Leaving little room for debate, the crux of the album is his marriage, and the image he sets in place for his three children. JAY’s demons are 4:44’s most enriching and difficult gifts. The emotional weight of his 2017 confessions rest on the timeline of his own words. JAY sat down with MTV for an interview in 1998 — in which, at 29, he discussed his views on love. “I loved the women I was with,” JAY said, “I loved things about them, but I’ve never been in love. They say love is forever. I never felt that forever type of thing. … I’ve never been away from anyone and … I can’t wait to get back to them. I guard myself. I won’t allow myself. But I know that. I’m on my way to recovery.”

Similar sentiments showed up two years later on Dynasty’s “Soon You’ll Understand”: It ain’t like I ain’t tell you from day one I ain’t s— / When it comes to relationships, I don’t have the patience / Now it’s too late, we got a little life together / And in my mind, I really want you to be my wife forever / But in the physical it’s like I’ma be trife forever.

The most important song on the album, by far, is the title track, “4:44.”

When Beyoncé dropped Lemonade last year, it was seen as the most empowering moment of her career. Comfortable in her own skin, she was openly uncomfortable in her own marriage. The Carters, who thrive in a carefully constructed privacy, were now a public case study — cracks in the armor were exposed. Conversely, Lemonade placed JAY in a position he’s rarely been in: not in control. The entire world knew of his apparent infidelity and how much of a toll it took on his marriage. He couldn’t jump in front of the narrative because he was the narrative. Big homie better grow up, Beyoncé warned on “Sorry.” He only want me when I’m not there.

Beyoncé’s ‘Lemonade’: Comfortable in her own skin, she was openly uncomfortable in her own marriage.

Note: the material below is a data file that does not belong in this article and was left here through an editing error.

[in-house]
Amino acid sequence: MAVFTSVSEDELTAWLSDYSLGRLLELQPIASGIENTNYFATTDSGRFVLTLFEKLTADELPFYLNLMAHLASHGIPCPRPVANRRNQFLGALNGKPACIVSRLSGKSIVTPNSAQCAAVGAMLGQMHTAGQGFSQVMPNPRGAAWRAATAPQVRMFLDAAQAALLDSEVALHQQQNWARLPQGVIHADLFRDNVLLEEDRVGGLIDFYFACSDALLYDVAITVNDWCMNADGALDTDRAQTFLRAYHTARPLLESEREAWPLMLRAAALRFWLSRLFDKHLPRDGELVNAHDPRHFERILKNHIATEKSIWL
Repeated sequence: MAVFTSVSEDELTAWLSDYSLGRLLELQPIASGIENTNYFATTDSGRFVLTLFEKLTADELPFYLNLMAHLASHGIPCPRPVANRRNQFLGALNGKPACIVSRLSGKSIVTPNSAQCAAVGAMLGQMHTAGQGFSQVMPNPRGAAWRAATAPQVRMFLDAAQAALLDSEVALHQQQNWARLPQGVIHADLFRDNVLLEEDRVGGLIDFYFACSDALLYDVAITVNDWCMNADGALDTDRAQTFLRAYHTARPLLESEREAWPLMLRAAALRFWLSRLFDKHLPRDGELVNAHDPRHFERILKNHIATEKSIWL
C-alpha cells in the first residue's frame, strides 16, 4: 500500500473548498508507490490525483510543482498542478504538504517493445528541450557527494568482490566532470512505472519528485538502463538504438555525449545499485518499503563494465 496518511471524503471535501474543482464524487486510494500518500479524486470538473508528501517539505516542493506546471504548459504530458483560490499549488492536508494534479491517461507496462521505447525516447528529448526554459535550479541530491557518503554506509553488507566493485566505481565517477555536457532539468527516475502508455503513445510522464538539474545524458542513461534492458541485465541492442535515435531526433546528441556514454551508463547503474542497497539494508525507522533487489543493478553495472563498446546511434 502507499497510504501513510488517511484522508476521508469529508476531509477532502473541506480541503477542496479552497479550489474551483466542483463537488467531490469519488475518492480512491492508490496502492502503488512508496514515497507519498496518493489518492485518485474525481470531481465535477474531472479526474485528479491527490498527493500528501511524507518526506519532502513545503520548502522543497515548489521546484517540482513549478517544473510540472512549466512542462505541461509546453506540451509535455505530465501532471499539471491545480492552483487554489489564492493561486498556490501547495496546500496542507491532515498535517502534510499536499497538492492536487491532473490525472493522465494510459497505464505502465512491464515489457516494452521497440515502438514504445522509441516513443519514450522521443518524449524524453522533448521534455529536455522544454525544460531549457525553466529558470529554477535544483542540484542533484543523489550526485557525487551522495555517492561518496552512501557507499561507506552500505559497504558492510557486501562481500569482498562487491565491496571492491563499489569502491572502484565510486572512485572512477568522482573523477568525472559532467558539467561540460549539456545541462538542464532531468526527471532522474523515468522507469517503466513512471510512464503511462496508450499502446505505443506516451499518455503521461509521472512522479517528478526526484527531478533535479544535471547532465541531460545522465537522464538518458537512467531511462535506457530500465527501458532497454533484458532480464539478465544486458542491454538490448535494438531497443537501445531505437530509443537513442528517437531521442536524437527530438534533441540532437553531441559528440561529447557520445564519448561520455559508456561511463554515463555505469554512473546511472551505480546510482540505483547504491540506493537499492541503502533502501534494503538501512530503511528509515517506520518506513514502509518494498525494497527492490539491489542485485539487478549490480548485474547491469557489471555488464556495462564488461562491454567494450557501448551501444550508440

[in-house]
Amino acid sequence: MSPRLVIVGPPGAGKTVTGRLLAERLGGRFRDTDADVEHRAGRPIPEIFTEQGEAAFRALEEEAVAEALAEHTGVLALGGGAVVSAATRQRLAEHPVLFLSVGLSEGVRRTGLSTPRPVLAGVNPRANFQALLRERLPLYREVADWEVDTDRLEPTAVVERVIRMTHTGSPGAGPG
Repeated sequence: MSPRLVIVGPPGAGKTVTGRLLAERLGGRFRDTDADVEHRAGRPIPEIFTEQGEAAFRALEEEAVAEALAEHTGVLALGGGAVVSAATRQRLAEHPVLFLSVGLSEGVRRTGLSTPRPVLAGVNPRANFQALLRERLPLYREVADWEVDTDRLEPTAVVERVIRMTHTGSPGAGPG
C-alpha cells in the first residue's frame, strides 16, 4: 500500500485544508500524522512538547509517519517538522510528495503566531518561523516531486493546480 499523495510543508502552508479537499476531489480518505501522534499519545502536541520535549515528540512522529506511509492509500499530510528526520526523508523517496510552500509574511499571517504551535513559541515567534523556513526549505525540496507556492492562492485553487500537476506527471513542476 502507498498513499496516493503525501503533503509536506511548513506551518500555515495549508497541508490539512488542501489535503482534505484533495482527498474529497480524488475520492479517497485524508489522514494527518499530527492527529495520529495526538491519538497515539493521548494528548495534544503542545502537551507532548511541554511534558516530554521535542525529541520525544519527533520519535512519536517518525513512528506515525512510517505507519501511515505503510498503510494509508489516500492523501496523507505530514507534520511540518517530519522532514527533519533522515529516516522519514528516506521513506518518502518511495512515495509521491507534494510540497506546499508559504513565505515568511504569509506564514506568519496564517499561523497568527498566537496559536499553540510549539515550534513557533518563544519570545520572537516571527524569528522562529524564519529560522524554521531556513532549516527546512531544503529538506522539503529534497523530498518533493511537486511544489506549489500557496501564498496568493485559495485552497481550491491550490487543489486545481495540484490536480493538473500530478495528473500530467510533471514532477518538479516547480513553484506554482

Beyoncé’s Lemonade admissions are agony expressed through art. But it’s likely their private conversations stuck with JAY more. Anyone familiar with infidelity can replay the range of emotions and questions. Why would you do this? Do you love him/her? Was it something I did? You promised me trust and then you broke it. You promised me forever, but even forever has a time stamp. How do you explain this to our kids? These are the consequences of selfish decisions. And it’s these consequences that left JAY up at 4:44 a.m., drowning in guilt, writing a record he calls one of the best he’s ever written.

“4:44” is “Song Cry” with the threat of divorce court. Even worse, an illustration of the cycle of flawed fatherhood Jay swore to eradicate in himself. The song is the most personal glimpse into the Carters’ relationship — one he pursued, but admittedly wasn’t ready for — and how his transgressions nearly separated them.

Is JAY-Z’s karma to blame for Beyoncé’s 2013 miscarriage? Probably not, but hearing JAY blame himself for his lack of presence is haunting. It’s JAY fully peeling back layers of vulnerability through tears. And because I fall short of what I say I’m all about / Your eyes leave the soul that your body once housed, he raps. And you stare blankly into space / Thinking of all time you wasted in on all this basic s—. It’s on this song where the truest extent of what JAY has put Beyoncé through boils to the surface.